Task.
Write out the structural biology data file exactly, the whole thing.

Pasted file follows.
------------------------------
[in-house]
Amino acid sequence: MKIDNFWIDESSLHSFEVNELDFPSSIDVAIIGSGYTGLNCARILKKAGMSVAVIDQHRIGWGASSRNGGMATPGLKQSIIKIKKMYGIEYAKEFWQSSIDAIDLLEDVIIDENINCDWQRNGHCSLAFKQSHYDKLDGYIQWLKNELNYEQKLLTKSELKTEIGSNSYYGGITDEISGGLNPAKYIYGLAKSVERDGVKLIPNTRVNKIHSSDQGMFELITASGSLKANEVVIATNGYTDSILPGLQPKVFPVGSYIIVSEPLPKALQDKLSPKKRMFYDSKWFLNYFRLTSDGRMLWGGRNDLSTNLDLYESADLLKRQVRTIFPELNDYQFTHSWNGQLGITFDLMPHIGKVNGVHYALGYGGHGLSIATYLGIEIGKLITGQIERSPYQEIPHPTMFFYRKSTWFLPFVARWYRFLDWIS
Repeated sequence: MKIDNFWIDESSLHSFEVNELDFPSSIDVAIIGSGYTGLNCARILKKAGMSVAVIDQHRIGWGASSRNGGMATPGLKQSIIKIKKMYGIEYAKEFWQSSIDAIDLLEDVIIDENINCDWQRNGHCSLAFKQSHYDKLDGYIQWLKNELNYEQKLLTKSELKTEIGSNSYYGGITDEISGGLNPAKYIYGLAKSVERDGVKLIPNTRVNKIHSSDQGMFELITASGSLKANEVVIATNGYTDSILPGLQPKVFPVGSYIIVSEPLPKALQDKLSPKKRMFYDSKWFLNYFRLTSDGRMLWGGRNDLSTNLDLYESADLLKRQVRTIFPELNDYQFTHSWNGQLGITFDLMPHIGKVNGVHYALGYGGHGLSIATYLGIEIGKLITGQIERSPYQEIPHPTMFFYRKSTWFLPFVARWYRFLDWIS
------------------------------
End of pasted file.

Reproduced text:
[in-house]
Amino acid sequence: MKIDNFWIDESSLHSFEVNELDFPSSIDVAIIGSGYTGLNCARILKKAGMSVAVIDQHRIGWGASSRNGGMATPGLKQSIIKIKKMYGIEYAKEFWQSSIDAIDLLEDVIIDENINCDWQRNGHCSLAFKQSHYDKLDGYIQWLKNELNYEQKLLTKSELKTEIGSNSYYGGITDEISGGLNPAKYIYGLAKSVERDGVKLIPNTRVNKIHSSDQGMFELITASGSLKANEVVIATNGYTDSILPGLQPKVFPVGSYIIVSEPLPKALQDKLSPKKRMFYDSKWFLNYFRLTSDGRMLWGGRNDLSTNLDLYESADLLKRQVRTIFPELNDYQFTHSWNGQLGITFDLMPHIGKVNGVHYALGYGGHGLSIATYLGIEIGKLITGQIERSPYQEIPHPTMFFYRKSTWFLPFVARWYRFLDWIS
Repeated sequence: MKIDNFWIDESSLHSFEVNELDFPSSIDVAIIGSGYTGLNCARILKKAGMSVAVIDQHRIGWGASSRNGGMATPGLKQSIIKIKKMYGIEYAKEFWQSSIDAIDLLEDVIIDENINCDWQRNGHCSLAFKQSHYDKLDGYIQWLKNELNYEQKLLTKSELKTEIGSNSYYGGITDEISGGLNPAKYIYGLAKSVERDGVKLIPNTRVNKIHSSDQGMFELITASGSLKANEVVIATNGYTDSILPGLQPKVFPVGSYIIVSEPLPKALQDKLSPKKRMFYDSKWFLNYFRLTSDGRMLWGGRNDLSTNLDLYESADLLKRQVRTIFPELNDYQFTHSWNGQLGITFDLMPHIGKVNGVHYALGYGGHGLSIATYLGIEIGKLITGQIERSPYQEIPHPTMFFYRKSTWFLPFVARWYRFLDWIS